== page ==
The same is just not true of cannabis. There is not as much known as to the extent to which cannabis affects the body, but this may be because it’s considered a highly illegal drug in many parts of the world. So illegal in fact, that these sorts of studies cannot be done on it. But logic does dictate that if weed were to cause these kinds of disastrous effects, the medical community would have stumbled upon it through patient use alone, and it hasn’t.

The worst thing weed is likely going to do is to cause excessive coughing and possibly even bronchitis or chronic inflammation of the lungs to those who smoke it. It does need to be noted however, that in order to cause these effects, an individual would need to be a very regular smoker in order to suffer from these adverse effects.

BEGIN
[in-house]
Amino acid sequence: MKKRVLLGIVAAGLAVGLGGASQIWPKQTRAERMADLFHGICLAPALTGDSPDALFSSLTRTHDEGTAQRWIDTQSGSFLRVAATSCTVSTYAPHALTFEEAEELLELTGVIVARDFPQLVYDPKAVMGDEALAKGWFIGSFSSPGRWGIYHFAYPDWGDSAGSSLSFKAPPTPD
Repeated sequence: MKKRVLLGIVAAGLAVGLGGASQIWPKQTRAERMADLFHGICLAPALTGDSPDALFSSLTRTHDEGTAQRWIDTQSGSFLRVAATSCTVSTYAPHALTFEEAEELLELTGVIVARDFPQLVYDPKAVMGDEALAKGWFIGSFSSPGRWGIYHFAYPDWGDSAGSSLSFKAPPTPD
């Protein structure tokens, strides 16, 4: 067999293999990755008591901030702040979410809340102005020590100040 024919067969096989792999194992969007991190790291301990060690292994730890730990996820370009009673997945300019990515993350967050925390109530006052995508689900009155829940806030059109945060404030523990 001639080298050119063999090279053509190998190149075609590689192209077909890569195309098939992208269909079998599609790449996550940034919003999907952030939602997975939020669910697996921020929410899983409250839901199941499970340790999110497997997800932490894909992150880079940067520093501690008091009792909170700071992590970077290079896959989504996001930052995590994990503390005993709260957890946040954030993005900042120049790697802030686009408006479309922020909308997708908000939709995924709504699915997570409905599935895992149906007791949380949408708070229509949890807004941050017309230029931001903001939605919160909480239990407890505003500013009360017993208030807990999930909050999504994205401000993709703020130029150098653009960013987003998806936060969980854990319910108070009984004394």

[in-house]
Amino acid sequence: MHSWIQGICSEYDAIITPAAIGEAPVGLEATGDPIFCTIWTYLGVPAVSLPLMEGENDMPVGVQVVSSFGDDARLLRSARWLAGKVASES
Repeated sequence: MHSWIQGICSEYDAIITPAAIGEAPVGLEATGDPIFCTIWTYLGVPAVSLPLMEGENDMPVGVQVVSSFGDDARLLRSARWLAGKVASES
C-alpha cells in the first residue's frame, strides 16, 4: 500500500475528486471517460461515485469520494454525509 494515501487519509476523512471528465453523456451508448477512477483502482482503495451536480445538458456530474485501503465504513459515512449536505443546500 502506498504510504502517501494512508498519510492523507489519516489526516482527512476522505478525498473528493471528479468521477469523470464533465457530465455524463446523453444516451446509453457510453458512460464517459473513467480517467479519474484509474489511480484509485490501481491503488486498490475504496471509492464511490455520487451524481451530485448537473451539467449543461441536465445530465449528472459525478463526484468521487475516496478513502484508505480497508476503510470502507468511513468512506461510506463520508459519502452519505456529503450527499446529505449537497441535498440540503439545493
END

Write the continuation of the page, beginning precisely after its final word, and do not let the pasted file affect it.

With this kind of damage to the lungs, it would make sense that lung cancer would follow in regular weed smokers, just as liver cancer does in alcoholics. But this study done by UCLA in 2006 proved this not to be true.

In fact, that study showed that not only does cannabis do nothing to contribute to a person developing lung cancer, but that it may even prevent the cancer from ever appearing. Why this was, the researchers couldn’t determine exactly, but they do believe that cannabis may have some type of protective element from the CBD content that actually combats cancer rather than promoting its development.